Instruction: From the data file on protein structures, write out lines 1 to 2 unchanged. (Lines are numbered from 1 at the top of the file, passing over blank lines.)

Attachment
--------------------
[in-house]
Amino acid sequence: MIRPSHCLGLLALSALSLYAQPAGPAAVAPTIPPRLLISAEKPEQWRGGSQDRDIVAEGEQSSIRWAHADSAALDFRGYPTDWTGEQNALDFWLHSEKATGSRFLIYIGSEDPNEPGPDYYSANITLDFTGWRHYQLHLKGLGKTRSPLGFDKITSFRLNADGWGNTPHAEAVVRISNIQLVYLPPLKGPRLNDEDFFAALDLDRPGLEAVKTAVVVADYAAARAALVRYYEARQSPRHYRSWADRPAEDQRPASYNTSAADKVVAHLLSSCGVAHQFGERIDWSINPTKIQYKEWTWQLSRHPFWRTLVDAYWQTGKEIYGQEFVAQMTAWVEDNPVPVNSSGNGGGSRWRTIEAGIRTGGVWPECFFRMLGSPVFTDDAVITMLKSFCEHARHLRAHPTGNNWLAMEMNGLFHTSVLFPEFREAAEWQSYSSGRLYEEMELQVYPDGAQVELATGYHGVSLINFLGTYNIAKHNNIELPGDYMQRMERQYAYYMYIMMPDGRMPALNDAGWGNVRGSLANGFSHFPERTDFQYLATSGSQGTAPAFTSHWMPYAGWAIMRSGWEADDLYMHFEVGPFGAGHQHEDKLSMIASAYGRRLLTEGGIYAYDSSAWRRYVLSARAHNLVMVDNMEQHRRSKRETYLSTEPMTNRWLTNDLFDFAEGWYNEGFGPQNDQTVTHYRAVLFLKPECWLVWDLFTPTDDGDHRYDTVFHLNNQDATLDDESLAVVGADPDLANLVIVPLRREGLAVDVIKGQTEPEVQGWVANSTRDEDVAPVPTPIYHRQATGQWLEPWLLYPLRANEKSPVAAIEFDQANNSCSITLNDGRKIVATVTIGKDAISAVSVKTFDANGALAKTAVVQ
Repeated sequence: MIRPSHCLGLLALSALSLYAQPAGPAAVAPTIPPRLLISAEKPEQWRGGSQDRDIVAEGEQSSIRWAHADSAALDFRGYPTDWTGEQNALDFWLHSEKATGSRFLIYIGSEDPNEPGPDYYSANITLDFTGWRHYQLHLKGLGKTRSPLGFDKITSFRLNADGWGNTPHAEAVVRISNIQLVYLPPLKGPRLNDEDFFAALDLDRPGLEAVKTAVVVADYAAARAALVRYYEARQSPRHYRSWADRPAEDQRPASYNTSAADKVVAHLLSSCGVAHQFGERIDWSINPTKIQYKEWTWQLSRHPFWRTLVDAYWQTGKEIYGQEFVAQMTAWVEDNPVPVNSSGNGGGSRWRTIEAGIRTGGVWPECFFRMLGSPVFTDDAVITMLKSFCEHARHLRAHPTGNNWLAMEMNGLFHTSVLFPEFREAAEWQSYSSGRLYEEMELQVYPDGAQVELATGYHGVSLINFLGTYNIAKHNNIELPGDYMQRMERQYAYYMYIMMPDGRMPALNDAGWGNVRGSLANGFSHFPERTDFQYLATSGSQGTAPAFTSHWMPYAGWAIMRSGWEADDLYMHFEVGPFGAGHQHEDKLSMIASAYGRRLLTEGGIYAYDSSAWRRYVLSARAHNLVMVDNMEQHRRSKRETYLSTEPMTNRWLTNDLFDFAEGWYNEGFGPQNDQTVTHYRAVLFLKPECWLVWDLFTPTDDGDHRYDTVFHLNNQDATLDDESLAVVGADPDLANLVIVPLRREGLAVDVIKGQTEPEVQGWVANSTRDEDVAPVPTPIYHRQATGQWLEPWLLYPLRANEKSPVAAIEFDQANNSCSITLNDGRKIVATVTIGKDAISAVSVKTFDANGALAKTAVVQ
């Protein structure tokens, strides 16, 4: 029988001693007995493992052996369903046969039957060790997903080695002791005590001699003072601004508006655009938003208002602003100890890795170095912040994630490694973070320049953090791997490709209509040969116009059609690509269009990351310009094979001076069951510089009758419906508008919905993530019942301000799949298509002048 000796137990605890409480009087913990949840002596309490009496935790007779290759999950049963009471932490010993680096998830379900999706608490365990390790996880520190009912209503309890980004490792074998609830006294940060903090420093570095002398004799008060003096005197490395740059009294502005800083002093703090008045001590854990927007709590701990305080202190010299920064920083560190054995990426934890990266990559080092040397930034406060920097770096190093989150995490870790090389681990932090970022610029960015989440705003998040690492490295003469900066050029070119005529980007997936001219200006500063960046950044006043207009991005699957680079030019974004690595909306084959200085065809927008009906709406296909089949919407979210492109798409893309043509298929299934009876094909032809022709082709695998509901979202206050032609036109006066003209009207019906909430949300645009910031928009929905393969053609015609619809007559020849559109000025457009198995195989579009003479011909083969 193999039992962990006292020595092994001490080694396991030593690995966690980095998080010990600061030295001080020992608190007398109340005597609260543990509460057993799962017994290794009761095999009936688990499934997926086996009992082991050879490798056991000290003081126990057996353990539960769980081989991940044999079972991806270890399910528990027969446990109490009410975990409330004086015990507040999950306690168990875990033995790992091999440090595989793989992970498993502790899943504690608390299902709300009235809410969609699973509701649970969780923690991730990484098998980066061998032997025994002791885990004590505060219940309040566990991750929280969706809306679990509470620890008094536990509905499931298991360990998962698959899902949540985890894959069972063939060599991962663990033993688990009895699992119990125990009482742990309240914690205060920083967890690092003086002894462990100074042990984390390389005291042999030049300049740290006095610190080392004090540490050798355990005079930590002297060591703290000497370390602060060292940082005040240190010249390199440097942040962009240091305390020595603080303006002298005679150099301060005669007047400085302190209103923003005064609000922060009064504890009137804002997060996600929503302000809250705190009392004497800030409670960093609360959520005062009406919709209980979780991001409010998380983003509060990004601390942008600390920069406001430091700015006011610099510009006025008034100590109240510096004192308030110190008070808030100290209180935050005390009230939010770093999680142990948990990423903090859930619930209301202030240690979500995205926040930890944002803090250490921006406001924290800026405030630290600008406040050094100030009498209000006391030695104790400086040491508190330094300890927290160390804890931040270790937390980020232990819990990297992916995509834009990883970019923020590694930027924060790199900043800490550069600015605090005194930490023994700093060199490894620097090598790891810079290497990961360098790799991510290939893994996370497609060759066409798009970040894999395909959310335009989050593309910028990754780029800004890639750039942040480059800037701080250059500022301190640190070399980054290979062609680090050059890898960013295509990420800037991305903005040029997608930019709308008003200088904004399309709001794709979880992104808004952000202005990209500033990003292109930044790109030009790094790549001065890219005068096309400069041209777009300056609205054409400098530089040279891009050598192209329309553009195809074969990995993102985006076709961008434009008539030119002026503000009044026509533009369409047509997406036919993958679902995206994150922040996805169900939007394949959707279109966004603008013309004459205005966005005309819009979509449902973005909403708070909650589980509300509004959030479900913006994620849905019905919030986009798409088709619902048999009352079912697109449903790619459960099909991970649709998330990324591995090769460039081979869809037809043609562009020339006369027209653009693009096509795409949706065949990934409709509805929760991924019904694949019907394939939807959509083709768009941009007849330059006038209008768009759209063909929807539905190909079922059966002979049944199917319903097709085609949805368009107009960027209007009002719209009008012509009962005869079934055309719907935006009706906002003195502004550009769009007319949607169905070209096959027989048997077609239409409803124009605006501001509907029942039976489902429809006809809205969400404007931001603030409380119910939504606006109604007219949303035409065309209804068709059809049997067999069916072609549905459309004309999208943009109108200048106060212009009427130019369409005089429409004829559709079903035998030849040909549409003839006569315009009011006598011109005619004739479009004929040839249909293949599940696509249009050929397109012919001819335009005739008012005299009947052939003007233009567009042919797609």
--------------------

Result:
[in-house]
Amino acid sequence: MIRPSHCLGLLALSALSLYAQPAGPAAVAPTIPPRLLISAEKPEQWRGGSQDRDIVAEGEQSSIRWAHADSAALDFRGYPTDWTGEQNALDFWLHSEKATGSRFLIYIGSEDPNEPGPDYYSANITLDFTGWRHYQLHLKGLGKTRSPLGFDKITSFRLNADGWGNTPHAEAVVRISNIQLVYLPPLKGPRLNDEDFFAALDLDRPGLEAVKTAVVVADYAAARAALVRYYEARQSPRHYRSWADRPAEDQRPASYNTSAADKVVAHLLSSCGVAHQFGERIDWSINPTKIQYKEWTWQLSRHPFWRTLVDAYWQTGKEIYGQEFVAQMTAWVEDNPVPVNSSGNGGGSRWRTIEAGIRTGGVWPECFFRMLGSPVFTDDAVITMLKSFCEHARHLRAHPTGNNWLAMEMNGLFHTSVLFPEFREAAEWQSYSSGRLYEEMELQVYPDGAQVELATGYHGVSLINFLGTYNIAKHNNIELPGDYMQRMERQYAYYMYIMMPDGRMPALNDAGWGNVRGSLANGFSHFPERTDFQYLATSGSQGTAPAFTSHWMPYAGWAIMRSGWEADDLYMHFEVGPFGAGHQHEDKLSMIASAYGRRLLTEGGIYAYDSSAWRRYVLSARAHNLVMVDNMEQHRRSKRETYLSTEPMTNRWLTNDLFDFAEGWYNEGFGPQNDQTVTHYRAVLFLKPECWLVWDLFTPTDDGDHRYDTVFHLNNQDATLDDESLAVVGADPDLANLVIVPLRREGLAVDVIKGQTEPEVQGWVANSTRDEDVAPVPTPIYHRQATGQWLEPWLLYPLRANEKSPVAAIEFDQANNSCSITLNDGRKIVATVTIGKDAISAVSVKTFDANGALAKTAVVQ